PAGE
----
We all know the current Linux gaming market share isn't turning heads and it can be tough to persuade developers that having a Linux version is worth it. I wanted to take the opportunity to talk about user reviews and how they can help out. The primary focus here will be steam, as it’s the largest player, but this also should apply to GOG, itch.io and other stores.
Since I follow a lot of developers and talk to developers every single day, one of the biggest problems they currently face is actually getting noticed. Unless they have some fantastic marketing skills or the backing of a decent PR firm or publisher, they're probably going to struggle in the current market given how many games are bursting onto various stores like Steam every single day.
I constantly see developers practically begging for people to review their game on Steam, because of just how important they are.
With that in mind, perhaps this is a way to get developers more invested in the Linux version of their games and the Linux community. I mentioned at the start that the current Linux market share isn't great, but let's think about how many of us actually buy games versus how many actually bother to leave a review—the answer is usually not that many. I know there's a lot of seriously passionate gamers who follow us, so why don't we think about actually getting that passion properly across to developers in ways that not only helps them directly but also helps us actually get noticed?
Developers are more likely to continue supporting Linux with future games if we are useful! Especially when the majority we speak to mention that a Linux version wasn't truly worthwhile in terms of financial reward. So with this, we give them another reason to support the platform.
If more developers suddenly saw reviews from a few hundred/thousand Linux gamers, which helps them get noticed through Steam's various algorithms for putting games in front of people, this could actually help quite a lot. I'm not just talking about how Steam shows games on the home page and in various lists, but also how it tells you how many of your friends recommended it too on the sidebar of a game's page. Think about it—you’re probably more likely to actually buy a game if you saw that multiple Linux users recommend it directly.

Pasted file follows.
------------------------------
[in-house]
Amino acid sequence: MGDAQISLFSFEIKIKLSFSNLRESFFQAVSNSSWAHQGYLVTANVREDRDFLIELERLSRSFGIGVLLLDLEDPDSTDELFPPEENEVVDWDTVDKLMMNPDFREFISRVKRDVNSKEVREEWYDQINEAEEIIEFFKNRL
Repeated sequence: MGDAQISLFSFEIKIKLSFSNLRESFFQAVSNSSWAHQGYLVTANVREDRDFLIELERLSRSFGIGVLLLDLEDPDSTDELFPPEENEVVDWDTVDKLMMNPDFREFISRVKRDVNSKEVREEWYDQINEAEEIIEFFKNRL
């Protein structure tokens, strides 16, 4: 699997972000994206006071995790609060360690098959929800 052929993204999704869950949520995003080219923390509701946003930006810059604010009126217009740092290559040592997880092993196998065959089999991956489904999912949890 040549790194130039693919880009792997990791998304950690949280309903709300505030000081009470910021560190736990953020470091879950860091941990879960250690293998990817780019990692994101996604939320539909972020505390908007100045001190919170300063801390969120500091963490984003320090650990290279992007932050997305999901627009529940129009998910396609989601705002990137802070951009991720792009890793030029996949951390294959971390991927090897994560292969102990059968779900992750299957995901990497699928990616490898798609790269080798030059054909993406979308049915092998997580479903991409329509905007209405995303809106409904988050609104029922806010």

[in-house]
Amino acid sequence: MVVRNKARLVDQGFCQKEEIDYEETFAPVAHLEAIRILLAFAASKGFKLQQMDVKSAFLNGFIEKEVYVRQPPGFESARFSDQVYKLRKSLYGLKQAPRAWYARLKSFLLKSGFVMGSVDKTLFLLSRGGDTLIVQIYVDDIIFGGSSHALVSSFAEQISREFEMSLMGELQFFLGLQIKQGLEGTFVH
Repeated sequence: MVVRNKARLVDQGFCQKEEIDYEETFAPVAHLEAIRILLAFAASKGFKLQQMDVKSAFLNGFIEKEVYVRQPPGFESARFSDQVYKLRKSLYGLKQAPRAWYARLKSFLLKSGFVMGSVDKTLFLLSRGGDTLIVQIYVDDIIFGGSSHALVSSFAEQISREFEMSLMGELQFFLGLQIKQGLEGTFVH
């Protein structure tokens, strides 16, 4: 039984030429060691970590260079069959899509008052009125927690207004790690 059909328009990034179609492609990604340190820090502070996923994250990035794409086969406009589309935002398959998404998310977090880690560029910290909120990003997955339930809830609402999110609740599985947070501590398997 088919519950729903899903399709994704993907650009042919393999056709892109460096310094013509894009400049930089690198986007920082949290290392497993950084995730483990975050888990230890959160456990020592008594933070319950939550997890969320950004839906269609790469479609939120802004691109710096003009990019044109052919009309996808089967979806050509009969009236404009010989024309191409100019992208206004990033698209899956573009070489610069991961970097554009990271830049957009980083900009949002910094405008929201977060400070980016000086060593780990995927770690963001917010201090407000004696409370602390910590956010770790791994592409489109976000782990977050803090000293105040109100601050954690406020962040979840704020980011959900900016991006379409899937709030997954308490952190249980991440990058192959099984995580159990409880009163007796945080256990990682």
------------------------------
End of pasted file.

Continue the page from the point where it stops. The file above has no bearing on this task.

This can then push various games in front of a wider audience for Windows and Mac too, not just Linux, resulting in developers actually seeing more sales, overall. This, in turn, allows them to continue to support their games and work on new ones. So in a way, this actually ties into the previous article "How to be a great advocate for a niche gaming platform", about how we're not just fans of Linux but the games themselves as well and I think it's a point worth remembering.
It should go without saying, but I will do so anyway: if a game isn't any good then don't blindly go giving it a positive review. If you think issues can be solved, talk to the developer first and give feedback.
Also, just to be clear on something. I'm not saying this is going to move mountains and won't really apply to bigger developers that already get a ton of reviews. That said, it does depend on the situation. For Linux porters like Aspyr Media, Feral Interactive, Virtual Programming and so on—it would still be useful to show them that the port was worth it and continue to spread the word about their ports.
So basically, for a really short version: Think about the last few games you played and if they were good, leave a review and let the developer know you enjoyed it and played it on Linux. It helps a lot more than you might have thought.